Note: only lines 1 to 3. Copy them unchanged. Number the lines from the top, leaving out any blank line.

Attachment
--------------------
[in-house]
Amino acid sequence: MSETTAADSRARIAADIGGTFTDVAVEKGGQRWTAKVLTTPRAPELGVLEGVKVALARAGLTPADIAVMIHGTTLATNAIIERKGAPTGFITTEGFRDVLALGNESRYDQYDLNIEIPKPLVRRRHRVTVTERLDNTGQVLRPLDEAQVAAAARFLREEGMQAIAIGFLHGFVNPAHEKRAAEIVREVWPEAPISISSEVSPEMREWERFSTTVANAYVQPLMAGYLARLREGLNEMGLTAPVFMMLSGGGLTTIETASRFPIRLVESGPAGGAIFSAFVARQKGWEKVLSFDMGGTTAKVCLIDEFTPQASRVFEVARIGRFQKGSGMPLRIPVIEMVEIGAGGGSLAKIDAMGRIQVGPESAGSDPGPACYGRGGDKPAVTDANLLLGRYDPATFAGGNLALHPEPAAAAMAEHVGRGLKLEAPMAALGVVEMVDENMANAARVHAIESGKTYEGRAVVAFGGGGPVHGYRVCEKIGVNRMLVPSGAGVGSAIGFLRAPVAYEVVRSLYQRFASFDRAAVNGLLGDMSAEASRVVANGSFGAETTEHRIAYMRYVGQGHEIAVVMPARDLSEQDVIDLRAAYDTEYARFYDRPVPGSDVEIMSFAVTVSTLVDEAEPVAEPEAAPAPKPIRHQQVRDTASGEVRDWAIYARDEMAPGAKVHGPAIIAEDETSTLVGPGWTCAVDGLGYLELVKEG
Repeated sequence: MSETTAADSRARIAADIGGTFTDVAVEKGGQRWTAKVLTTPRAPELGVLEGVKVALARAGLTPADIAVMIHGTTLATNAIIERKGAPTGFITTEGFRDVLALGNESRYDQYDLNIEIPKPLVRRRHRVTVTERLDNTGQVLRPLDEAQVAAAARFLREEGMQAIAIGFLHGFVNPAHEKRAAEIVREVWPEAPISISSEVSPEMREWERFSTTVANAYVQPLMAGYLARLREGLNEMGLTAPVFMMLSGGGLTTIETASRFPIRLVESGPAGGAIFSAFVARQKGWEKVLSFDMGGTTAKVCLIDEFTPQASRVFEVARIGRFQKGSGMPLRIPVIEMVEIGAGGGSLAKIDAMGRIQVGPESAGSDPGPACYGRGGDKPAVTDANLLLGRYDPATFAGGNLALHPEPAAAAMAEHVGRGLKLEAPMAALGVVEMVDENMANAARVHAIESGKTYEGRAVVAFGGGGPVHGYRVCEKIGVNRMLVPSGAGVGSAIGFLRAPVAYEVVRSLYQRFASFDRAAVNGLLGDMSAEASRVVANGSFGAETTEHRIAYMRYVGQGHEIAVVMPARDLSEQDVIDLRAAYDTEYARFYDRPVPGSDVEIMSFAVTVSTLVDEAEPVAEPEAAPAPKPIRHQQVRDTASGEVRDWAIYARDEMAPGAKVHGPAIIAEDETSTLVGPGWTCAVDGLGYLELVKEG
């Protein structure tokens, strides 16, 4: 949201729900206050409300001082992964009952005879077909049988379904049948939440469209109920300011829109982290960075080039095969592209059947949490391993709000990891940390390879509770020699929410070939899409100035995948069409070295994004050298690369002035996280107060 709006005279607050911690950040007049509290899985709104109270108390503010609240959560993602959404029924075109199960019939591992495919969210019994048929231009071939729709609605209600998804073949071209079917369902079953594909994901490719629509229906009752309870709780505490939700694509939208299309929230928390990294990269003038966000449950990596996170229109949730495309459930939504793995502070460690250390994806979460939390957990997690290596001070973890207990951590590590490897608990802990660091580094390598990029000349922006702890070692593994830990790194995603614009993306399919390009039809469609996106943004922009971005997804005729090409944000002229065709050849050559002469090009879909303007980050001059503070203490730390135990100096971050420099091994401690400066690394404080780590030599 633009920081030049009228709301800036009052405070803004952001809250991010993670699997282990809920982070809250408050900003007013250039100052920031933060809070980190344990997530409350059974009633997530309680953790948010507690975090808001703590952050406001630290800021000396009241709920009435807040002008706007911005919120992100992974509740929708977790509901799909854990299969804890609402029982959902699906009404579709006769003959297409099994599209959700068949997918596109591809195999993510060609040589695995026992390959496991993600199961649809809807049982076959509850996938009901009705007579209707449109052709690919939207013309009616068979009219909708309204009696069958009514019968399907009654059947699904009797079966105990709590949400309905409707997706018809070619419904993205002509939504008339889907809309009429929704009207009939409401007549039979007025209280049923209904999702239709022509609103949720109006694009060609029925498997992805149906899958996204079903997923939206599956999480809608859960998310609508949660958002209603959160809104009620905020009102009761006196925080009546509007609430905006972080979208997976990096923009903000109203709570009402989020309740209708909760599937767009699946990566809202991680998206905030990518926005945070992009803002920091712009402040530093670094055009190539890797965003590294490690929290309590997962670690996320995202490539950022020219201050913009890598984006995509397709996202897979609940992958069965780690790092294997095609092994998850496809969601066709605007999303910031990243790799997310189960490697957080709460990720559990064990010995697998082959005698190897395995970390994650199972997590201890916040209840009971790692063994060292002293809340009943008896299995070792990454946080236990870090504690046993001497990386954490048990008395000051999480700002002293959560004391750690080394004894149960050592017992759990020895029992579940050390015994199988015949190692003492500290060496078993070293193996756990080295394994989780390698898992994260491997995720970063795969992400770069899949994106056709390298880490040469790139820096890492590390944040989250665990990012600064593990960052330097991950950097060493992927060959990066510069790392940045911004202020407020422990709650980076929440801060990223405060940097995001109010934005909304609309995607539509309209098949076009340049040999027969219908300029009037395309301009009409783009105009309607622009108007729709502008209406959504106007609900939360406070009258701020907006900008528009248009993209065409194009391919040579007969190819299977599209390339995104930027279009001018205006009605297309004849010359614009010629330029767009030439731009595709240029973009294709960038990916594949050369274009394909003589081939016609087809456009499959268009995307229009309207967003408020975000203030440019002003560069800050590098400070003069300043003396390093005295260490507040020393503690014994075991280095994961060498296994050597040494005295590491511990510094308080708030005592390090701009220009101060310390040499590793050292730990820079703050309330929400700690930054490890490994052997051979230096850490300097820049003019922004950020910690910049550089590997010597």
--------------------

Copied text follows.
[in-house]
Amino acid sequence: MSETTAADSRARIAADIGGTFTDVAVEKGGQRWTAKVLTTPRAPELGVLEGVKVALARAGLTPADIAVMIHGTTLATNAIIERKGAPTGFITTEGFRDVLALGNESRYDQYDLNIEIPKPLVRRRHRVTVTERLDNTGQVLRPLDEAQVAAAARFLREEGMQAIAIGFLHGFVNPAHEKRAAEIVREVWPEAPISISSEVSPEMREWERFSTTVANAYVQPLMAGYLARLREGLNEMGLTAPVFMMLSGGGLTTIETASRFPIRLVESGPAGGAIFSAFVARQKGWEKVLSFDMGGTTAKVCLIDEFTPQASRVFEVARIGRFQKGSGMPLRIPVIEMVEIGAGGGSLAKIDAMGRIQVGPESAGSDPGPACYGRGGDKPAVTDANLLLGRYDPATFAGGNLALHPEPAAAAMAEHVGRGLKLEAPMAALGVVEMVDENMANAARVHAIESGKTYEGRAVVAFGGGGPVHGYRVCEKIGVNRMLVPSGAGVGSAIGFLRAPVAYEVVRSLYQRFASFDRAAVNGLLGDMSAEASRVVANGSFGAETTEHRIAYMRYVGQGHEIAVVMPARDLSEQDVIDLRAAYDTEYARFYDRPVPGSDVEIMSFAVTVSTLVDEAEPVAEPEAAPAPKPIRHQQVRDTASGEVRDWAIYARDEMAPGAKVHGPAIIAEDETSTLVGPGWTCAVDGLGYLELVKEG
Repeated sequence: MSETTAADSRARIAADIGGTFTDVAVEKGGQRWTAKVLTTPRAPELGVLEGVKVALARAGLTPADIAVMIHGTTLATNAIIERKGAPTGFITTEGFRDVLALGNESRYDQYDLNIEIPKPLVRRRHRVTVTERLDNTGQVLRPLDEAQVAAAARFLREEGMQAIAIGFLHGFVNPAHEKRAAEIVREVWPEAPISISSEVSPEMREWERFSTTVANAYVQPLMAGYLARLREGLNEMGLTAPVFMMLSGGGLTTIETASRFPIRLVESGPAGGAIFSAFVARQKGWEKVLSFDMGGTTAKVCLIDEFTPQASRVFEVARIGRFQKGSGMPLRIPVIEMVEIGAGGGSLAKIDAMGRIQVGPESAGSDPGPACYGRGGDKPAVTDANLLLGRYDPATFAGGNLALHPEPAAAAMAEHVGRGLKLEAPMAALGVVEMVDENMANAARVHAIESGKTYEGRAVVAFGGGGPVHGYRVCEKIGVNRMLVPSGAGVGSAIGFLRAPVAYEVVRSLYQRFASFDRAAVNGLLGDMSAEASRVVANGSFGAETTEHRIAYMRYVGQGHEIAVVMPARDLSEQDVIDLRAAYDTEYARFYDRPVPGSDVEIMSFAVTVSTLVDEAEPVAEPEAAPAPKPIRHQQVRDTASGEVRDWAIYARDEMAPGAKVHGPAIIAEDETSTLVGPGWTCAVDGLGYLELVKEG